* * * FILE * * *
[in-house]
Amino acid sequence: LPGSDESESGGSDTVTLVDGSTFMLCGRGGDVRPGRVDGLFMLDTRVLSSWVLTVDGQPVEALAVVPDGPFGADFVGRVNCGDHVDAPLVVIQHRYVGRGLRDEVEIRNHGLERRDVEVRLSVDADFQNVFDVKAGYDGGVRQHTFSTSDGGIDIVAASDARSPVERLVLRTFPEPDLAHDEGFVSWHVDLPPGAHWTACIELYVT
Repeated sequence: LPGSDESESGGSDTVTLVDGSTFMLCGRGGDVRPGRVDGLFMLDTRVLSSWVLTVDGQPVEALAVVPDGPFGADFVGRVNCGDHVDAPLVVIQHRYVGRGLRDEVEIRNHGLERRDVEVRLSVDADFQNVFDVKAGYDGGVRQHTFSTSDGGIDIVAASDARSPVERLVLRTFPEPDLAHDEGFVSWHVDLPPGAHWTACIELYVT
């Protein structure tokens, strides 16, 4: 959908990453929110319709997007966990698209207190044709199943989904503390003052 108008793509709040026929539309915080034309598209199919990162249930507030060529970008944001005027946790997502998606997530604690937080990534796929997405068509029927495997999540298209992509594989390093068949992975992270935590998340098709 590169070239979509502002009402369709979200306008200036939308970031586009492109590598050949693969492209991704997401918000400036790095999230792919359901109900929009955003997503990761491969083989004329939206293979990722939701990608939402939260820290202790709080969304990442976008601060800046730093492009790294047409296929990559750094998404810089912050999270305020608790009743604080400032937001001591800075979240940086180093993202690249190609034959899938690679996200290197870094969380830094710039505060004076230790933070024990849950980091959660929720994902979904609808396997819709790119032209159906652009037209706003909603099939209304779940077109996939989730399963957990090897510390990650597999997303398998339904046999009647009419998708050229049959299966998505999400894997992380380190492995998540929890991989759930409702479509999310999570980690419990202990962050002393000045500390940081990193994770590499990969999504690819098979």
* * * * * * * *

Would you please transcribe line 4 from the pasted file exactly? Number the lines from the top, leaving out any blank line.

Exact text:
């Protein structure tokens, strides 16, 4: 959908990453929110319709997007966990698209207190044709199943989904503390003052 108008793509709040026929539309915080034309598209199919990162249930507030060529970008944001005027946790997502998606997530604690937080990534796929997405068509029927495997999540298209992509594989390093068949992975992270935590998340098709 590169070239979509502002009402369709979200306008200036939308970031586009492109590598050949693969492209991704997401918000400036790095999230792919359901109900929009955003997503990761491969083989004329939206293979990722939701990608939402939260820290202790709080969304990442976008601060800046730093492009790294047409296929990559750094998404810089912050999270305020608790009743604080400032937001001591800075979240940086180093993202690249190609034959899938690679996200290197870094969380830094710039505060004076230790933070024990849950980091959660929720994902979904609808396997819709790119032209159906652009037209706003909603099939209304779940077109996939989730399963957990090897510390990650597999997303398998339904046999009647009419998708050229049959299966998505999400894997992380380190492995998540929890991989759930409702479509999310999570980690419990202990962050002393000045500390940081990193994770590499990969999504690819098979």